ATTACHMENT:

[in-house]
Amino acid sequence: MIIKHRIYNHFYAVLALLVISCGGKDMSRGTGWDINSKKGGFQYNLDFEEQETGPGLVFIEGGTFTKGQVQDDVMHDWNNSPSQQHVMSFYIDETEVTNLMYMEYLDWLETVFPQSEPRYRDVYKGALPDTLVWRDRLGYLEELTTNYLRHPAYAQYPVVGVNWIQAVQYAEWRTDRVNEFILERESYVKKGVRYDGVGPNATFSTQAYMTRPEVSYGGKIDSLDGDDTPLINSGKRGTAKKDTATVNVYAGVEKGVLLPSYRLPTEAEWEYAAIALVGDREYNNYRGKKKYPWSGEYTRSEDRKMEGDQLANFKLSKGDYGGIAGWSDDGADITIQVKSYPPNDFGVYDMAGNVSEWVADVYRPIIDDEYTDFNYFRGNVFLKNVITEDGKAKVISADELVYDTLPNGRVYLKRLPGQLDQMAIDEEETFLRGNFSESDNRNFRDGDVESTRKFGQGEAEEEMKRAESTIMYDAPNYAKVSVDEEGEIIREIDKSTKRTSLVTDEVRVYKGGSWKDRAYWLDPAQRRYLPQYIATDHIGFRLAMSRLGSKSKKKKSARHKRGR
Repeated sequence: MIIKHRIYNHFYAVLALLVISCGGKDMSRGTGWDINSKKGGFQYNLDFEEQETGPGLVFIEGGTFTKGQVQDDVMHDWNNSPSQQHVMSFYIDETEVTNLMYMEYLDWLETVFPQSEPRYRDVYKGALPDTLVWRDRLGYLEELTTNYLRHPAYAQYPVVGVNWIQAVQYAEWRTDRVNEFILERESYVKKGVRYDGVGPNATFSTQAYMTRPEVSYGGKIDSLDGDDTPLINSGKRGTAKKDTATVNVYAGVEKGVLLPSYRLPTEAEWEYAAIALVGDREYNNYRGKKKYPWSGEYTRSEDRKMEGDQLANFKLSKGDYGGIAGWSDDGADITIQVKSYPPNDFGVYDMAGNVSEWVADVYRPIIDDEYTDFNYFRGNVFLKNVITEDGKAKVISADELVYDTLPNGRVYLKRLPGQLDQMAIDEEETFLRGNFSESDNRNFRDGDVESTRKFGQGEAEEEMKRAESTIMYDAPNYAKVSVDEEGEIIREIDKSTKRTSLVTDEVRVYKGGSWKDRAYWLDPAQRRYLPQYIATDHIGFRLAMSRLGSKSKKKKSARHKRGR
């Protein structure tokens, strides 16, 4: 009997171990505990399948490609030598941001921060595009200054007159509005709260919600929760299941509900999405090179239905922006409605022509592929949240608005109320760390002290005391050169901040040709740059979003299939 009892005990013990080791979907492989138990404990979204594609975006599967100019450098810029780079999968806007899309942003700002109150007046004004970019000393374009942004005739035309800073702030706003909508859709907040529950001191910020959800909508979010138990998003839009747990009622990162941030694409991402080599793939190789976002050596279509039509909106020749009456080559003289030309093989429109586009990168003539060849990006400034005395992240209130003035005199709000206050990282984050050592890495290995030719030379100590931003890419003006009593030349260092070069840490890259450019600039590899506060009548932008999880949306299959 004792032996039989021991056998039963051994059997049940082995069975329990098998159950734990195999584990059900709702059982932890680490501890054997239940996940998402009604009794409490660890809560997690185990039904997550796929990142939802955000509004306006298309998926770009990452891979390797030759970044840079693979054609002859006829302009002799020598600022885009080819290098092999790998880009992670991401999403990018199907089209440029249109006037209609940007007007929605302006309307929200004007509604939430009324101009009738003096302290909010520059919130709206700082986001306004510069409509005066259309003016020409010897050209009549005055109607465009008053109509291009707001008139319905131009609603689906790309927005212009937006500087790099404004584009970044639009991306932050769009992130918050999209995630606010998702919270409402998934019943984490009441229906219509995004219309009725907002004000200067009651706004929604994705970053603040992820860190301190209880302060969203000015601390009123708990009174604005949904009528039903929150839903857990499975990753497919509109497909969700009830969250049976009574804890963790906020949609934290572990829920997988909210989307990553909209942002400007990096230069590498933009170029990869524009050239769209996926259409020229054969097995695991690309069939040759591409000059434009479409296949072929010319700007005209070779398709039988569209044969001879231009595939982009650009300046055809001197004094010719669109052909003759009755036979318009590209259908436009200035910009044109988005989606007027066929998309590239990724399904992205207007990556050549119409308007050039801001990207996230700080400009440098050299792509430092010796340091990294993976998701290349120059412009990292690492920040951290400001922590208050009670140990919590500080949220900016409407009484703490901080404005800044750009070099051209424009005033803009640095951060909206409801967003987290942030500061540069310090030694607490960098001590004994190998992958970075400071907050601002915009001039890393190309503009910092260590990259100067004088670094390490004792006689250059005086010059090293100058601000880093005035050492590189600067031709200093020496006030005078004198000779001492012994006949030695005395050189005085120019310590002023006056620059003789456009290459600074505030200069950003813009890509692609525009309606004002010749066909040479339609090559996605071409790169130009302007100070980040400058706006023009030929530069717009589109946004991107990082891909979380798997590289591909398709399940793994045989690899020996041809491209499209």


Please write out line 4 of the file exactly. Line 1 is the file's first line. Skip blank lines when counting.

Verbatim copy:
């Protein structure tokens, strides 16, 4: 009997171990505990399948490609030598941001921060595009200054007159509005709260919600929760299941509900999405090179239905922006409605022509592929949240608005109320760390002290005391050169901040040709740059979003299939 009892005990013990080791979907492989138990404990979204594609975006599967100019450098810029780079999968806007899309942003700002109150007046004004970019000393374009942004005739035309800073702030706003909508859709907040529950001191910020959800909508979010138990998003839009747990009622990162941030694409991402080599793939190789976002050596279509039509909106020749009456080559003289030309093989429109586009990168003539060849990006400034005395992240209130003035005199709000206050990282984050050592890495290995030719030379100590931003890419003006009593030349260092070069840490890259450019600039590899506060009548932008999880949306299959 004792032996039989021991056998039963051994059997049940082995069975329990098998159950734990195999584990059900709702059982932890680490501890054997239940996940998402009604009794409490660890809560997690185990039904997550796929990142939802955000509004306006298309998926770009990452891979390797030759970044840079693979054609002859006829302009002799020598600022885009080819290098092999790998880009992670991401999403990018199907089209440029249109006037209609940007007007929605302006309307929200004007509604939430009324101009009738003096302290909010520059919130709206700082986001306004510069409509005066259309003016020409010897050209009549005055109607465009008053109509291009707001008139319905131009609603689906790309927005212009937006500087790099404004584009970044639009991306932050769009992130918050999209995630606010998702919270409402998934019943984490009441229906219509995004219309009725907002004000200067009651706004929604994705970053603040992820860190301190209880302060969203000015601390009123708990009174604005949904009528039903929150839903857990499975990753497919509109497909969700009830969250049976009574804890963790906020949609934290572990829920997988909210989307990553909209942002400007990096230069590498933009170029990869524009050239769209996926259409020229054969097995695991690309069939040759591409000059434009479409296949072929010319700007005209070779398709039988569209044969001879231009595939982009650009300046055809001197004094010719669109052909003759009755036979318009590209259908436009200035910009044109988005989606007027066929998309590239990724399904992205207007990556050549119409308007050039801001990207996230700080400009440098050299792509430092010796340091990294993976998701290349120059412009990292690492920040951290400001922590208050009670140990919590500080949220900016409407009484703490901080404005800044750009070099051209424009005033803009640095951060909206409801967003987290942030500061540069310090030694607490960098001590004994190998992958970075400071907050601002915009001039890393190309503009910092260590990259100067004088670094390490004792006689250059005086010059090293100058601000880093005035050492590189600067031709200093020496006030005078004198000779001492012994006949030695005395050189005085120019310590002023006056620059003789456009290459600074505030200069950003813009890509692609525009309606004002010749066909040479339609090559996605071409790169130009302007100070980040400058706006023009030929530069717009589109946004991107990082891909979380798997590289591909398709399940793994045989690899020996041809491209499209």